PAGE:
Four clinician scientists have been named research scholars by the West Virginia Clinical and Translational Science Institute. The four investigators awarded this designation include: Treah Haggerty, M.D., Matthew Dietz, M.D., Malcolm Mattes, M.D., and Nicole Bryan, M.D., Ph.D. The WVCTSI Research Scholar Program enhances the development of exceptional early career researchers in clinical and/or translational science.

Left to right: Treah Haggerty, Matthew Dietz, Malcolm Mattes, Nicole Bryan

Dr. Haggerty is a clinician and assistant professor in the West Virginia University Department of Family Medicine. She also serves as the director of the Family Medicine Rural Scholars Program. During her time at WVU, Dr. Haggerty has been an investigator on several West Virginia Practice-Based Research Network projects, and she has partnered with several WVPBRN sites to target obesity and wellness education in West Virginia.

Dr. Dietz is an orthopaedic surgeon and assistant professor of orthopaedics at WVU. During his time at WVU, Dr. Dietz’s has served as the principal investigator for three WVCTSI-funded pilot studies. Dr. Dietz is primarily interested in reducing infections in patients with surgical implants.

Dr. Mattes is a radiation oncologist and assistant professor of radiation oncology at WVU. Dr. Mattes specializes in radiation therapy with a special interest in lung, prostate, bladder, anorectal, and esophageal cancers. He has been involved with several clinical trials aiming to improve the diagnosis, treatment, and quality of life of cancer patients.

Dr. Bryan is a clinician in the WVU Department of Infectious Disease with an interest in identifying new ways to address the epidemic of hepatitis C in West Virginia. She is also currently collaborating with researchers at the National Institute for Occupational Safety and Health (NIOSH) to study the immune response to influenza infection.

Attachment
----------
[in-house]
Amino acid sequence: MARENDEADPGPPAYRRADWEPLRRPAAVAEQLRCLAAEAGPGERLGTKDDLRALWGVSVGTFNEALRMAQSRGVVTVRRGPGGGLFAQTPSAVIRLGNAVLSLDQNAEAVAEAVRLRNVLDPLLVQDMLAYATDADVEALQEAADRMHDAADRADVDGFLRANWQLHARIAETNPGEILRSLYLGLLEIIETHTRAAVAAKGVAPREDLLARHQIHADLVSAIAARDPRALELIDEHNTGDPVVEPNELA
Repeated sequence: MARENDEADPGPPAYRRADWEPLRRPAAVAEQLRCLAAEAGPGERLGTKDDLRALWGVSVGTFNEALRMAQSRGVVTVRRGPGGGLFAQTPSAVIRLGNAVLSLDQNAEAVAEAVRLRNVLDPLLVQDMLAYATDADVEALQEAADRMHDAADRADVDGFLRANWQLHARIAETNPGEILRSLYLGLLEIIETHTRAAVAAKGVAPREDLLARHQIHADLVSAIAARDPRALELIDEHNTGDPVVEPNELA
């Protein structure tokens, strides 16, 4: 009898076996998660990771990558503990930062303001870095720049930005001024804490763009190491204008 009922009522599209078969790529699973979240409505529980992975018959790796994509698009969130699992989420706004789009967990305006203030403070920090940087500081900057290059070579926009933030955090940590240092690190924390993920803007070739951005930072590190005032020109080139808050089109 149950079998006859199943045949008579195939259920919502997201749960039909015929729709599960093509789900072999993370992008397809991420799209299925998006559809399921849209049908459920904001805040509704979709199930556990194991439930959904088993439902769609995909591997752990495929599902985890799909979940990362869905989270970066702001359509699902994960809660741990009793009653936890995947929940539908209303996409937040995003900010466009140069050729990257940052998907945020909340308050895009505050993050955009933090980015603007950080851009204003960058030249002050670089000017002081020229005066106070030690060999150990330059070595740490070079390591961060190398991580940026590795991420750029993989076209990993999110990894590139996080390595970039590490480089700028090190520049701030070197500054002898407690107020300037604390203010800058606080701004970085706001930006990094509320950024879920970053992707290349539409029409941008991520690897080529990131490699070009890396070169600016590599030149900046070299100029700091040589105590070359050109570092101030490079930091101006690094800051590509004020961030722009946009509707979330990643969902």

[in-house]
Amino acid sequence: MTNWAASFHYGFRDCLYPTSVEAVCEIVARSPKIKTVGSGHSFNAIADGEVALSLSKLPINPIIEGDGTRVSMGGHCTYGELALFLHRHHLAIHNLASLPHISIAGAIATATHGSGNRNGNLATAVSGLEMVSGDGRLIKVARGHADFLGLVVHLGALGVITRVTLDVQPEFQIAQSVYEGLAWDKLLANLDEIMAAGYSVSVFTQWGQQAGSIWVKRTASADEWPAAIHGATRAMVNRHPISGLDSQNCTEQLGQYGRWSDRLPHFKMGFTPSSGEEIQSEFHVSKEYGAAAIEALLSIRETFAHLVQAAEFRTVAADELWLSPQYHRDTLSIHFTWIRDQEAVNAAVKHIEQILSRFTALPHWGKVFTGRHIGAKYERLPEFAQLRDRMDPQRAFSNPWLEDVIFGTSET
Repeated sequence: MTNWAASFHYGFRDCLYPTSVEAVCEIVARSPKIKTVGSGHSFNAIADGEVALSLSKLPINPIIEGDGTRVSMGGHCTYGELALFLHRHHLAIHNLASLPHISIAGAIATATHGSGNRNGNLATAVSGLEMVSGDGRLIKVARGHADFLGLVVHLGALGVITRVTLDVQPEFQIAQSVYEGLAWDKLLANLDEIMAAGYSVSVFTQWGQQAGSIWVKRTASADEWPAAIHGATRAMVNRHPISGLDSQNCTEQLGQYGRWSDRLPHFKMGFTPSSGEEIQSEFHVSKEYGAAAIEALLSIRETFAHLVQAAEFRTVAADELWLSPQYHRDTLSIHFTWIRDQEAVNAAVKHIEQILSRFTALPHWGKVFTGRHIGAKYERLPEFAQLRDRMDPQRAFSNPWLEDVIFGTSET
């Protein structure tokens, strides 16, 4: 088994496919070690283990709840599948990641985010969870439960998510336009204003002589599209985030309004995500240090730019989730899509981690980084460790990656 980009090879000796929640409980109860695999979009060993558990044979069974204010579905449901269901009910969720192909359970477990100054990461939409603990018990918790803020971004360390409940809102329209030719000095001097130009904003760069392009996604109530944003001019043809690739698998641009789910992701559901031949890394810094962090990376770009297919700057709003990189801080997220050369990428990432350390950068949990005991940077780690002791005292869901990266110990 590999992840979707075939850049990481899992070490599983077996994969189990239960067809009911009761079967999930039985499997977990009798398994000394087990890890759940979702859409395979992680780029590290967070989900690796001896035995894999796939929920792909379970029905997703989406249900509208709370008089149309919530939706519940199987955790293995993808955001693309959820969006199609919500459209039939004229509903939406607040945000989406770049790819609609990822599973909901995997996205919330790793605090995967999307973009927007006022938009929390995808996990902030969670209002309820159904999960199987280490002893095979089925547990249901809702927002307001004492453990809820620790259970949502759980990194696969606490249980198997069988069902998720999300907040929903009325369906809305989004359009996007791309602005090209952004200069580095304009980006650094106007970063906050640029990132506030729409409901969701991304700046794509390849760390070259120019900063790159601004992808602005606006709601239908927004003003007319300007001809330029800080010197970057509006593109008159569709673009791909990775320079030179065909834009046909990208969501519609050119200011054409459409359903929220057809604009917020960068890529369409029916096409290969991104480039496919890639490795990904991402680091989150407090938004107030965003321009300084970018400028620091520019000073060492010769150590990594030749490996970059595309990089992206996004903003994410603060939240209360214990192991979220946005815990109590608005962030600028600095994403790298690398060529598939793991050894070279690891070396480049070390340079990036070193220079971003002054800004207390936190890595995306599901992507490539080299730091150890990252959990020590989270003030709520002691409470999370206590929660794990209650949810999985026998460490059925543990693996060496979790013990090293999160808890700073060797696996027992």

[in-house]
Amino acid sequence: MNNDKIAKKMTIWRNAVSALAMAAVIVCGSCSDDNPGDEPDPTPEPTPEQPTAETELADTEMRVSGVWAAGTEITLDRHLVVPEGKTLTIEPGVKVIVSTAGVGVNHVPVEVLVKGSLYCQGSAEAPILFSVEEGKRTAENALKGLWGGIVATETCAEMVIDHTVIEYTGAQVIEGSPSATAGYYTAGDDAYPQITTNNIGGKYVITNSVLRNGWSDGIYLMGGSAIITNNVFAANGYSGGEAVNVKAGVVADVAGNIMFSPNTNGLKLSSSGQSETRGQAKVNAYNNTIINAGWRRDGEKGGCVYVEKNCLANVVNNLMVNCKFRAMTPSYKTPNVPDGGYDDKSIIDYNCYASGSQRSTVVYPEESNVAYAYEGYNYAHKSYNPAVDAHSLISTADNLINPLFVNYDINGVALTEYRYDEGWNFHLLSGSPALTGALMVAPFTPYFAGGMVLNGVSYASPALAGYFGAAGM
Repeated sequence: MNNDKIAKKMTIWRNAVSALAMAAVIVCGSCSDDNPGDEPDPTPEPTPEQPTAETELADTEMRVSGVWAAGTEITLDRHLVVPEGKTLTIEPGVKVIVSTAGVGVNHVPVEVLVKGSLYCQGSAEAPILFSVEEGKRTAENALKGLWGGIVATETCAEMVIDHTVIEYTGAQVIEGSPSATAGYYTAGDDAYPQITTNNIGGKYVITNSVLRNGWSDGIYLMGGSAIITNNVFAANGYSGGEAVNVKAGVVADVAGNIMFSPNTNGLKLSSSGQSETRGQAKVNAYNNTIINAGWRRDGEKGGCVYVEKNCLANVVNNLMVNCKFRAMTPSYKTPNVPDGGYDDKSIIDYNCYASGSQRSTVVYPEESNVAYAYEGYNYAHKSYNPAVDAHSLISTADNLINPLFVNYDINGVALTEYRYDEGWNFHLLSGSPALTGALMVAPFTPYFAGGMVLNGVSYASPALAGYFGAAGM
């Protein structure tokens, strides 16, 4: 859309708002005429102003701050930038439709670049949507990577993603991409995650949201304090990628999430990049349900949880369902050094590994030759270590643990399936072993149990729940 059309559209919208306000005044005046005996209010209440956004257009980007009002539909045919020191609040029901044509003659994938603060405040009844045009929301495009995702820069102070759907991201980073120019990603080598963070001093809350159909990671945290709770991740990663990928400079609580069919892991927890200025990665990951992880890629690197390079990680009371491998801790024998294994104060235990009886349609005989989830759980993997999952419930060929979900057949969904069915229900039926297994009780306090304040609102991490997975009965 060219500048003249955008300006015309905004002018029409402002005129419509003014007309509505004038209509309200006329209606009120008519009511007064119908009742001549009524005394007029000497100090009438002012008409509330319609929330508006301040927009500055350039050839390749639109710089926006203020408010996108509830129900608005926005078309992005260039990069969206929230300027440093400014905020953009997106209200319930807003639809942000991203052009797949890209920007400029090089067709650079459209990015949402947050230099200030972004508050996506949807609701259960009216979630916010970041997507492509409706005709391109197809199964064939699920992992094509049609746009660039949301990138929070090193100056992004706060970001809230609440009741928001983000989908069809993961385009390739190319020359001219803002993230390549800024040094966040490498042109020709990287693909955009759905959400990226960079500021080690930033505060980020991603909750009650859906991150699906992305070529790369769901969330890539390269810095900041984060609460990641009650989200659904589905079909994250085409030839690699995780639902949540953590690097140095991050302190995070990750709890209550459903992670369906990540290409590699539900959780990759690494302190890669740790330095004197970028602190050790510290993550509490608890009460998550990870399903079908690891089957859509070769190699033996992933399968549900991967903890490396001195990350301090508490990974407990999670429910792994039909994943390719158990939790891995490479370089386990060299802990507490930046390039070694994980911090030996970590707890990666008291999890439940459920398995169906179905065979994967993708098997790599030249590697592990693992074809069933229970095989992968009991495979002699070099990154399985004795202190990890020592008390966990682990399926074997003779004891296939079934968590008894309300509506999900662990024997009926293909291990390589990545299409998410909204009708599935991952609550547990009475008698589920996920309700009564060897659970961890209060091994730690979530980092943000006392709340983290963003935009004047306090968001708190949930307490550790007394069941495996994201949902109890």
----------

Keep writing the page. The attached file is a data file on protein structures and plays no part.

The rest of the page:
These four clinician scientists have diverse research interests that will help address the health issues most pressing to the people of West Virginia, including WVCTSI priority areas cancer, addiction and resultant emerging epidemics, and cardiovascular disease.

As WVCTSI Research Scholars, 50 percent of their time will be protected for research. In addition to monetary support, these investigators will also be mentored by interdisciplinary teams of clinicians and research scientists.

“All of these early career investigators are exceptional scientists who have an excellent opportunity to address the health issues that impact West Virginia most,” said Sally Hodder, M.D., WVCTSI director. “WVCTSI is very pleased to be able to support researchers of this caliber.”

Haggerty, Dietz, Mattes, and Bryan join a list of three current WVCTSI Research Scholars:

  • Sachin Bendre, M.D., Ph.D, assistant professor, WVU School of Medicine - Charleston; Charleston Area Medical Center

  • Danielle Davidov, Ph.D., assistant professor, WVU School of Medicine

  • Julie Brefczynski-Lewis, Ph.D., research assistant professor, WVU School of Medicine

This brings the list of current and former research scholars to nine.

WVCTSI Background

In August 2012, the WVCTSI was awarded a $19.6 million IDeA Clinical and Translational grant from the National Institute of General Medical Sciences titled “West Virginia IDeA CTR” [Institutional Development Award for Clinical and Translational Research, 1U54RR033567-02; Hodder (Principal Investigator)] to support WVCTSI’s mission of building clinical and translational research infrastructure and capacity to impact health disparities in West Virginia.

This grant was matched by a $33.5 million commitment from several West Virginia entities to create a total funding of $53.1 million to recruit 24 clinician scientists and provide infrastructure core support in biostatistics, bioinformatics, community engagement and outreach, clinical research education and mentoring, ethical and regulatory knowledge support, and pilot grants to grow clinical and translational research in the state.